The Storm3 Boot is perfect for dinghy sailors, surfers and windsurfers, in fact for all watersports enthusiasts, to give protection from the cold water. The boot is available in adult and children sizes. Also, as part of the 2021 Typhoon footwear collection, is the Storm3 Shoe.

The Storm3 Boot is part of Typhoon’s exciting new Storm3 range of watersports clothing which includes wetsuits, footwear and gloves, so water lovers can be dressed top to toe in Storm3 from Typhoon.

Visit www.typhoon-int.co.uk to see the full range and to find details of your nearest stockist.


Sizes:

  • Youth, 12 (30/31) UK1 (32/33), UK2 (34/35)
  • Adult 6 (39/40, 7 (41, 8 (42), 9 (43), 10-11 (44/45, 12 (46/47, 13-14 (48/49)

Prices:

  • Storm3 boot adult  £41.95 inc VAT
  • Storm3 boot child  £28.95 (VAT exempt)
Continue Reading

News

Dive Wild in Cocos!

Published

on

Cocos Island has been one of those bucket list dive destinations for all of my diving life. Back in around 2009/10 my friend was continuously encouraging me to take up diving knowing I loved the water and wildlife so much. It still took me some time to commit though and that commitment came after watching his videos from his Cocos Island trip. Seeing close up video of an abundance of sharks was something I could definitely sink my teeth into.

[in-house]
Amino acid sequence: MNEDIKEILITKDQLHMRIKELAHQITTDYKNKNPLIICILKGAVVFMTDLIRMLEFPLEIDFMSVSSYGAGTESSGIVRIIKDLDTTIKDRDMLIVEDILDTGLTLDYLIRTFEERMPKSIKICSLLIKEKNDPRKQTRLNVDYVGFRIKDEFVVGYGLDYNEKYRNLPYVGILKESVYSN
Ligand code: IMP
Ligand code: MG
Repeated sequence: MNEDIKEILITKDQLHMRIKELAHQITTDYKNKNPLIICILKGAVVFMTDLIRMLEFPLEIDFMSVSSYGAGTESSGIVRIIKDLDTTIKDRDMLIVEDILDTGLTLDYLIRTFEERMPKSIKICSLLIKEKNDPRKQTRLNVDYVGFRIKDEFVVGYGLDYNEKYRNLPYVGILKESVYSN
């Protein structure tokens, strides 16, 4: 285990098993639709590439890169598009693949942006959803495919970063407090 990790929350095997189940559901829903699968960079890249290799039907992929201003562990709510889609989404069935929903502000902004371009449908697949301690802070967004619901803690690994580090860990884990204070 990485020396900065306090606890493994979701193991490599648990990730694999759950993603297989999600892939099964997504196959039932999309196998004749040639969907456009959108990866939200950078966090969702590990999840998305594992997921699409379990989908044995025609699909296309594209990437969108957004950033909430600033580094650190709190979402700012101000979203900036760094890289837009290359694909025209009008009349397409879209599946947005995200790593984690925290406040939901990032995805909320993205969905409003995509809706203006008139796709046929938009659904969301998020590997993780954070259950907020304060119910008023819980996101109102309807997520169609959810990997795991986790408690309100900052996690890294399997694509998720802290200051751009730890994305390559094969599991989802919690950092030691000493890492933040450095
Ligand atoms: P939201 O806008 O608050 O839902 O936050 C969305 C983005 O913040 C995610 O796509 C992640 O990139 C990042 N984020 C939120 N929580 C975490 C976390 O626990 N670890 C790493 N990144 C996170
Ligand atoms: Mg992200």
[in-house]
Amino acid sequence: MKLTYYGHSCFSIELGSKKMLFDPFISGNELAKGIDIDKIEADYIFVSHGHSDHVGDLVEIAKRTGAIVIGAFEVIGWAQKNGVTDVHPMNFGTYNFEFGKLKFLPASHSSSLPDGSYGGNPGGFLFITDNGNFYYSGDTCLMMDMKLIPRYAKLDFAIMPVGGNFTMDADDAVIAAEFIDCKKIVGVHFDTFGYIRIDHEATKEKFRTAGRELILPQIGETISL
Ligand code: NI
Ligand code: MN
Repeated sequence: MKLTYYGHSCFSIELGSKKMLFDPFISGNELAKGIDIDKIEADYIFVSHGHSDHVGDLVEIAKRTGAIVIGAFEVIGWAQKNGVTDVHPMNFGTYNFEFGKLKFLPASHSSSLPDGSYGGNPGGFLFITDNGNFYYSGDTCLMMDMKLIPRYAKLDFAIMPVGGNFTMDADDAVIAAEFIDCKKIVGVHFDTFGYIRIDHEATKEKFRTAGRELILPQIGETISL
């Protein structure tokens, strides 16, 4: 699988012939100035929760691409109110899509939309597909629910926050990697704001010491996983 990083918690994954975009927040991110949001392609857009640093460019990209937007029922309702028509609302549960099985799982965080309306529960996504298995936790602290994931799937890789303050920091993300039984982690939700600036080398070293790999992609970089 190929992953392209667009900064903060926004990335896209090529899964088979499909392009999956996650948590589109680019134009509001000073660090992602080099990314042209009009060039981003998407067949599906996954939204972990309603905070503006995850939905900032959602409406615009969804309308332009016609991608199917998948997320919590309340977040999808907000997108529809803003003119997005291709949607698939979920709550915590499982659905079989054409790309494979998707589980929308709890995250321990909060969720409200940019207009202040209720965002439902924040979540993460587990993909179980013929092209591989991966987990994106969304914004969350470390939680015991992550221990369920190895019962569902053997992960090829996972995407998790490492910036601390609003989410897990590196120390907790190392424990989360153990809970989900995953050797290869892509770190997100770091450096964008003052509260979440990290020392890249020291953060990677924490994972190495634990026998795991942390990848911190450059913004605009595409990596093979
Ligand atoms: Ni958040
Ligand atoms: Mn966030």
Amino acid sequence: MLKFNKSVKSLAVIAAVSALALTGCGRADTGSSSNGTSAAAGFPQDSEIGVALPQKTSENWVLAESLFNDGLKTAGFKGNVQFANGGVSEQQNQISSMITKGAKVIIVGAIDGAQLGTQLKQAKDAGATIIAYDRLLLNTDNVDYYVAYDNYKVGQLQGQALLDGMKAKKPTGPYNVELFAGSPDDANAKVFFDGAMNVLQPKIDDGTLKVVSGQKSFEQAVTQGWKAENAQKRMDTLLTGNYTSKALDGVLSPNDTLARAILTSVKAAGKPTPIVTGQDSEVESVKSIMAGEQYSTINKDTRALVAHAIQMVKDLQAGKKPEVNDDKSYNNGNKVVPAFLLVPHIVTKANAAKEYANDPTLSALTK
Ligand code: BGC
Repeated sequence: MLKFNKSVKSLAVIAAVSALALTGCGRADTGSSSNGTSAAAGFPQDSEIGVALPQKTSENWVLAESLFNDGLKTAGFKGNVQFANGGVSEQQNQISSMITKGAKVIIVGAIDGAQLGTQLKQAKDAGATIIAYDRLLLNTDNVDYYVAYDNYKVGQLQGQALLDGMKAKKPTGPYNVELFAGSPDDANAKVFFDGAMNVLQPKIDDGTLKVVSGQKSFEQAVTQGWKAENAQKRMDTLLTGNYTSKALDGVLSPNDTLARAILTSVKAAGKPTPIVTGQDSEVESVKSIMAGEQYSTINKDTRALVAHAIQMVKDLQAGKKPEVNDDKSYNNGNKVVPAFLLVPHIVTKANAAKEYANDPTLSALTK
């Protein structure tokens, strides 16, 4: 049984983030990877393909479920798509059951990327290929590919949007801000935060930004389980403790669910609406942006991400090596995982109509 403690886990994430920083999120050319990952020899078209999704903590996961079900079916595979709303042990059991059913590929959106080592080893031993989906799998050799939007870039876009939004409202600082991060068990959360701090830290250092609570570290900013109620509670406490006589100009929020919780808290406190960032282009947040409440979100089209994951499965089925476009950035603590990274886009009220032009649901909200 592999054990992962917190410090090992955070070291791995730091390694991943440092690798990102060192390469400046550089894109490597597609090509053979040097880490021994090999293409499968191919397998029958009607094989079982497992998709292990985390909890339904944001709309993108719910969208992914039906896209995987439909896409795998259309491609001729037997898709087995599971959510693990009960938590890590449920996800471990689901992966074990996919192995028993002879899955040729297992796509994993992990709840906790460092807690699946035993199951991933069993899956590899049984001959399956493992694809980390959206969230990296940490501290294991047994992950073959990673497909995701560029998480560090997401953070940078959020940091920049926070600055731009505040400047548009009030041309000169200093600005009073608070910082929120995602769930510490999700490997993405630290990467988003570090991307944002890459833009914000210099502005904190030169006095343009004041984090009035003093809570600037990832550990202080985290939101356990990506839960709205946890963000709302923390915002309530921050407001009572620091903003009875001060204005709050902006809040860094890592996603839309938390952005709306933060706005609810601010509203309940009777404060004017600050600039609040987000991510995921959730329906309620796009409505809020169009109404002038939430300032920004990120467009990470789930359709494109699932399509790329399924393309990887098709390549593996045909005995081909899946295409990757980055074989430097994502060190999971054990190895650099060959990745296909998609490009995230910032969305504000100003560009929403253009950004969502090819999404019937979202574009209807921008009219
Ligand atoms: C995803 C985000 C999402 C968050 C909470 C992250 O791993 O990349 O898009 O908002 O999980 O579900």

Fast forward nearly a decade and I was fortunate to win Undersea Hunters “Dive Wild” Instagram Photography Competition in 2019. This was a dream come true for me as having a young family meant the expense of such a dive trip was a little out of reach. Now I had the opportunity of a lifetime to dive one of the most sort after dive locations in the world. A trip was planned for May/June 2020 and the excitement with each passing day was immense BUT then Covid hit. Unfortunately, as Covid took a hold around the world the trip had to be postponed on four different occasions until I finally got my chance in May this year to visit Costa Rica and the infamous Cocos Island with Undersea Hunter onboard Argo.

My trip on the Argo began on May 16th. A 130-foot vessel that has a mix of research work ship and luxury yacht, providing 9 spacious rooms to accommodate 18 guests (14 on this particular trip). It also offers a once in a lifetime opportunity to dive a few hundred metres below the surface on the DeepSea Submersible. A trip on the DeepSea Submersible comes at an extra cost but would be such a unique opportunity that was unfortunately not available for our specific trip. Argo’s ability to transport the DeepSea Submersible meant the dive deck and outside space was more than enough for the 14 dive guests plus guides to get ready and then board the two dive skiffs to transport to the dive sites. A large and comfortable lounge and dining area coupled with a large sundeck provided ample space for relaxing on the long journey and between dives.

Once everybody was checked in onboard and all luggage accounted for, we set off on the mammoth voyage to Cocos Island around 350 miles into the Pacific Ocean. This was going to take around 36 hours and gave us plenty of time to get organised for the 7 days of diving we had planned over the coming week. Thankfully, after having not been on a liveaboard for 2 years and on a boat at sea for 9 months the crossing was very kind to me. A gentle swell meant any sea sickness was kept at a bare minimum and I was able to function and pay attention. Particularly important for the boat briefing and one that I was very impressed with.